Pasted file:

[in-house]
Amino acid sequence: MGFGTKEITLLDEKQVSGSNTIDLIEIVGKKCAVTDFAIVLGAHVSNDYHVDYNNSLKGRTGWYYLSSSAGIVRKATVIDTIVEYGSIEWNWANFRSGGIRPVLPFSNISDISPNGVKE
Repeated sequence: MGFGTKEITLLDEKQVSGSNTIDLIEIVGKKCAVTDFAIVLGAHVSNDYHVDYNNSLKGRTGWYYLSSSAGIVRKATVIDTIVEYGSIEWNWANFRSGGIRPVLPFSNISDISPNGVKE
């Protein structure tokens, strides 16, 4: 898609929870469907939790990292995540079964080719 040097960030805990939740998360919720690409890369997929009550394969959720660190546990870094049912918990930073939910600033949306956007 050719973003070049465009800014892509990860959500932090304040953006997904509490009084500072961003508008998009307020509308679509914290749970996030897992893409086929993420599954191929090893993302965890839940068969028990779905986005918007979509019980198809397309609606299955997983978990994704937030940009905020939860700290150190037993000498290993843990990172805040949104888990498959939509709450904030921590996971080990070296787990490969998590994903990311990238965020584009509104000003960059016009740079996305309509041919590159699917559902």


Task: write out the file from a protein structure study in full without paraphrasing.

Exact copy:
[in-house]
Amino acid sequence: MGFGTKEITLLDEKQVSGSNTIDLIEIVGKKCAVTDFAIVLGAHVSNDYHVDYNNSLKGRTGWYYLSSSAGIVRKATVIDTIVEYGSIEWNWANFRSGGIRPVLPFSNISDISPNGVKE
Repeated sequence: MGFGTKEITLLDEKQVSGSNTIDLIEIVGKKCAVTDFAIVLGAHVSNDYHVDYNNSLKGRTGWYYLSSSAGIVRKATVIDTIVEYGSIEWNWANFRSGGIRPVLPFSNISDISPNGVKE
């Protein structure tokens, strides 16, 4: 898609929870469907939790990292995540079964080719 040097960030805990939740998360919720690409890369997929009550394969959720660190546990870094049912918990930073939910600033949306956007 050719973003070049465009800014892509990860959500932090304040953006997904509490009084500072961003508008998009307020509308679509914290749970996030897992893409086929993420599954191929090893993302965890839940068969028990779905986005918007979509019980198809397309609606299955997983978990994704937030940009905020939860700290150190037993000498290993843990990172805040949104888990498959939509709450904030921590996971080990070296787990490969998590994903990311990238965020584009509104000003960059016009740079996305309509041919590159699917559902």